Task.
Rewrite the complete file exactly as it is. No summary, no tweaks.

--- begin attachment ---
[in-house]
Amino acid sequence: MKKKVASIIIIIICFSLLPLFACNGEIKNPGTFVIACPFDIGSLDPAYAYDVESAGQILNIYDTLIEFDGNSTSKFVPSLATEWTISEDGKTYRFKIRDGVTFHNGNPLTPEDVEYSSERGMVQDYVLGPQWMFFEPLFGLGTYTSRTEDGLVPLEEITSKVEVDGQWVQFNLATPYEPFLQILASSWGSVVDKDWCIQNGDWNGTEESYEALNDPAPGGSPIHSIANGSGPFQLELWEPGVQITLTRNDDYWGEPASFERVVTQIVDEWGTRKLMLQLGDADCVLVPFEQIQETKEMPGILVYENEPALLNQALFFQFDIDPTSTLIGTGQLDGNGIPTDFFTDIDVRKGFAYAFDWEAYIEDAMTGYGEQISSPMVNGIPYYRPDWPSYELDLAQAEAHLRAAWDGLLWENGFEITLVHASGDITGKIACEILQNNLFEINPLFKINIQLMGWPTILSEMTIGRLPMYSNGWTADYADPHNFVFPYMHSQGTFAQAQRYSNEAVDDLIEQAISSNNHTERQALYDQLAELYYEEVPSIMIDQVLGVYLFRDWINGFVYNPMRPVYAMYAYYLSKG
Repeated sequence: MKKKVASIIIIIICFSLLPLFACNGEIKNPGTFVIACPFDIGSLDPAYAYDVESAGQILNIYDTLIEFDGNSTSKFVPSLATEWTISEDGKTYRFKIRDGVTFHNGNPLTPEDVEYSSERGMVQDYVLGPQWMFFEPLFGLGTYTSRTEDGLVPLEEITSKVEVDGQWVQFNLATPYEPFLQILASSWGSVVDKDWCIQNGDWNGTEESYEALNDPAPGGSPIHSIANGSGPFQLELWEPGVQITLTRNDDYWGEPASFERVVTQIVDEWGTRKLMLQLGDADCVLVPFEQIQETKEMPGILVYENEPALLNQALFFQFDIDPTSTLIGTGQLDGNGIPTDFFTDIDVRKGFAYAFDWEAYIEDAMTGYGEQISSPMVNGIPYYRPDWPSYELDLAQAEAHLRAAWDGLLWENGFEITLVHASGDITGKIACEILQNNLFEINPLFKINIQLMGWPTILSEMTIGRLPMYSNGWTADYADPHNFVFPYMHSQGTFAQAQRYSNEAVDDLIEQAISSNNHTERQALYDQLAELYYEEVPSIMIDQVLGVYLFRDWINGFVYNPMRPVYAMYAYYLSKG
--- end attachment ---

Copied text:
[in-house]
Amino acid sequence: MKKKVASIIIIIICFSLLPLFACNGEIKNPGTFVIACPFDIGSLDPAYAYDVESAGQILNIYDTLIEFDGNSTSKFVPSLATEWTISEDGKTYRFKIRDGVTFHNGNPLTPEDVEYSSERGMVQDYVLGPQWMFFEPLFGLGTYTSRTEDGLVPLEEITSKVEVDGQWVQFNLATPYEPFLQILASSWGSVVDKDWCIQNGDWNGTEESYEALNDPAPGGSPIHSIANGSGPFQLELWEPGVQITLTRNDDYWGEPASFERVVTQIVDEWGTRKLMLQLGDADCVLVPFEQIQETKEMPGILVYENEPALLNQALFFQFDIDPTSTLIGTGQLDGNGIPTDFFTDIDVRKGFAYAFDWEAYIEDAMTGYGEQISSPMVNGIPYYRPDWPSYELDLAQAEAHLRAAWDGLLWENGFEITLVHASGDITGKIACEILQNNLFEINPLFKINIQLMGWPTILSEMTIGRLPMYSNGWTADYADPHNFVFPYMHSQGTFAQAQRYSNEAVDDLIEQAISSNNHTERQALYDQLAELYYEEVPSIMIDQVLGVYLFRDWINGFVYNPMRPVYAMYAYYLSKG
Repeated sequence: MKKKVASIIIIIICFSLLPLFACNGEIKNPGTFVIACPFDIGSLDPAYAYDVESAGQILNIYDTLIEFDGNSTSKFVPSLATEWTISEDGKTYRFKIRDGVTFHNGNPLTPEDVEYSSERGMVQDYVLGPQWMFFEPLFGLGTYTSRTEDGLVPLEEITSKVEVDGQWVQFNLATPYEPFLQILASSWGSVVDKDWCIQNGDWNGTEESYEALNDPAPGGSPIHSIANGSGPFQLELWEPGVQITLTRNDDYWGEPASFERVVTQIVDEWGTRKLMLQLGDADCVLVPFEQIQETKEMPGILVYENEPALLNQALFFQFDIDPTSTLIGTGQLDGNGIPTDFFTDIDVRKGFAYAFDWEAYIEDAMTGYGEQISSPMVNGIPYYRPDWPSYELDLAQAEAHLRAAWDGLLWENGFEITLVHASGDITGKIACEILQNNLFEINPLFKINIQLMGWPTILSEMTIGRLPMYSNGWTADYADPHNFVFPYMHSQGTFAQAQRYSNEAVDDLIEQAISSNNHTERQALYDQLAELYYEEVPSIMIDQVLGVYLFRDWINGFVYNPMRPVYAMYAYYLSKG